It's great to get new books, but there might be something inappropriate for school, or too out-of-date to really be useful. You don't want a kid to take home a novel and bring back a nasty parent letter.
  • Label all books as 'yours'!
    Most libraries will put a "discarded" stamp so that the books are hopefully not returned to the library, but you should also mark books in your classroom library so that parents and students know who the books belong to. After all, what's the use in getting new classroom books if they don't ever come back to the classroom?

Saturday, March 1, 2008

Classroom Management Strategy- Rock Paper Scissors

One teacher I met in Indianapolis told me one of her best techniques for keeping minor classroom conflict to a minimum. When students have a disagreement over who gets to be the "recorder" in a group, or who gets to use the blue scissors, they play a game of "Rock Paper Scissors" (or "Paper Rock Scissors," depending on who you ask).

Rock Paper Scissors, for anyone who's never played, is a simple game with simple rules.

Each player starts with a closed fist. At the same time, they form their hand into either a rock (a closed fist), paper (an open, flat hand), or scissors (the middle and first fingers extended and all other fingers in a closed fist).

If the two players put out the same weapon, they must play again. If not, the winner is determined as follows:

-Rock beats scissors (it smashes them)
-Scissors beat paper (they cut it)
-Paper beats rock (it covers it)

Every tool can win, and every tool can lose, equally. The game generally takes a few seconds to find a winner.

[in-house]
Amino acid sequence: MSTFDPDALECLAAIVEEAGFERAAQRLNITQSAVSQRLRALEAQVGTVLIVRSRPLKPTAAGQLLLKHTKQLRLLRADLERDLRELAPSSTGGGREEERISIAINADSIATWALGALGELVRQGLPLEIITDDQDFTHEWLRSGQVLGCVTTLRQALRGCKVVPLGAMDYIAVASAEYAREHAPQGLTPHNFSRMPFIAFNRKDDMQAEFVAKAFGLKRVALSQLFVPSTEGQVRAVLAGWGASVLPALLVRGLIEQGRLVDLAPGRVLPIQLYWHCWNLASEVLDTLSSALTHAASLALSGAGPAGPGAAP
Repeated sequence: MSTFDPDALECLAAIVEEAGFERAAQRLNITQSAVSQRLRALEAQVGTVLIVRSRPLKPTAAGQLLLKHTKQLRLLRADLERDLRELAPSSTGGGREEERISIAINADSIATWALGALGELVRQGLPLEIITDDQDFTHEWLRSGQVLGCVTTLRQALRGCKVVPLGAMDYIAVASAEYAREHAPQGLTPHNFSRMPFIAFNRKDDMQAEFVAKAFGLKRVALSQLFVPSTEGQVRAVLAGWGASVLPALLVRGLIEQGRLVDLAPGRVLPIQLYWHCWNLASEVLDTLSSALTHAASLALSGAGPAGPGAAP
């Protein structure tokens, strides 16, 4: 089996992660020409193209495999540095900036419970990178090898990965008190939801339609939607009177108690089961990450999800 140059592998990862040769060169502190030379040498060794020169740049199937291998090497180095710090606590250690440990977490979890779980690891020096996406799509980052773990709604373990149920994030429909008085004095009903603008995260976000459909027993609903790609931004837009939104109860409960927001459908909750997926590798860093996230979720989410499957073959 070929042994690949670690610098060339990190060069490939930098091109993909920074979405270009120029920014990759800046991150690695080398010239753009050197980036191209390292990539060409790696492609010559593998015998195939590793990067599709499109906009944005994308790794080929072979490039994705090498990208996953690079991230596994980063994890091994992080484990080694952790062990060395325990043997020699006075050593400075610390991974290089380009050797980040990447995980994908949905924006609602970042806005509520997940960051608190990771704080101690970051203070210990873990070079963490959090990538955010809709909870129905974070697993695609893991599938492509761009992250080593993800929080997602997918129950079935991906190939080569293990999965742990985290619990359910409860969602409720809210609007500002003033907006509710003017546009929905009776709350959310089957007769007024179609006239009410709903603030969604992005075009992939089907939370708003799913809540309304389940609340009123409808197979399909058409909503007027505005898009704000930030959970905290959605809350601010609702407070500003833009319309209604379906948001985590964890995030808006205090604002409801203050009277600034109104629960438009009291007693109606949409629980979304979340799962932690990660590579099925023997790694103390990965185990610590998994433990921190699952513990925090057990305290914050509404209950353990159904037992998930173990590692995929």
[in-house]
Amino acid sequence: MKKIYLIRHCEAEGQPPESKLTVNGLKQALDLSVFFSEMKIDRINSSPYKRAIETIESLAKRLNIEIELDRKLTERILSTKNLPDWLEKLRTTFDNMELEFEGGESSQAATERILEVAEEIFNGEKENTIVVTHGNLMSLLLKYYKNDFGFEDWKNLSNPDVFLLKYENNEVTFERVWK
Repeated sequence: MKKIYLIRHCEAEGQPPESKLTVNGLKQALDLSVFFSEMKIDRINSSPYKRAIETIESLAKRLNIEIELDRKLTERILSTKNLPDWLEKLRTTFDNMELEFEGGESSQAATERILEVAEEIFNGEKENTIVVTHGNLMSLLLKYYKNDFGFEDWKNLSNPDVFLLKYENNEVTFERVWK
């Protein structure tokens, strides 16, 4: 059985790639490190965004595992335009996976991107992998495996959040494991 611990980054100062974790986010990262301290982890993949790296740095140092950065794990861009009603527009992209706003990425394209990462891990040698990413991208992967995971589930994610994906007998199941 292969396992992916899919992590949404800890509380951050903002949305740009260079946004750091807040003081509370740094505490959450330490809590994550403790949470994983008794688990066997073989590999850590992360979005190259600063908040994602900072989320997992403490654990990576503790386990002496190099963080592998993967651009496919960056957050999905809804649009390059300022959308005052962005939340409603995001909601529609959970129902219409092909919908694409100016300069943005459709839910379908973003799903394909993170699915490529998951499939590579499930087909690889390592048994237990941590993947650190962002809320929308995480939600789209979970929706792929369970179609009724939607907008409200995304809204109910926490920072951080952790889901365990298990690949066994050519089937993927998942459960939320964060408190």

I love the idea of using this as a classroom management strategy. First of all, it frees the teacher from having to waste time intervening in trivial student arguments. Secondly, the students don't waste time arguing when they should be working on something (as often happens in group or partner work). Finally, the students are given responsibility to manage their own problems.

The teacher, of course, encouraged students to seek her out in the case of a serious issue... but she definitely found this strategy to be valuable. If you have a class that doesn't seem to have a lot of bickering going on, this might not be so beneficial- but for certain classes, Rock Paper Scissors could work wonders!

Monday, February 25, 2008

Resource: YouTube (They Might Be Giants, "Bloodmobile")

Some schools see YouTube and other similar sites as an enemy, but if you have a way to project the monitor display of a computer in your classroom, YouTube can be a great source of educational material! The small icon in the lower right corner of each YouTube video's page will let you expand it so that it covers the whole screen.

For example, lots of educational songs with music videos (such as those by School House Rock or They Might Be Giants) can be found on YouTube. Some are official and copyrighted, but YouTube is still a good place to discover these resources so that you can buy them legally. Others are put together by fans, or have been released by the artists, and are fair game! All videos need to be previewed, of course, but there is just so much out there.

This is one example of a video which could be used to introduce or even help teach a unit on the circulatory system or blood. To get to the video's own webpage, click on the video.

There are a lot of pointless videos on YouTube, but there are also a lot of things that can be very helpful to teachers. I'll be posting useful videos as I find them, and I encourage you to use them in your classroom as a more entertaining way to teach or introduce a topic!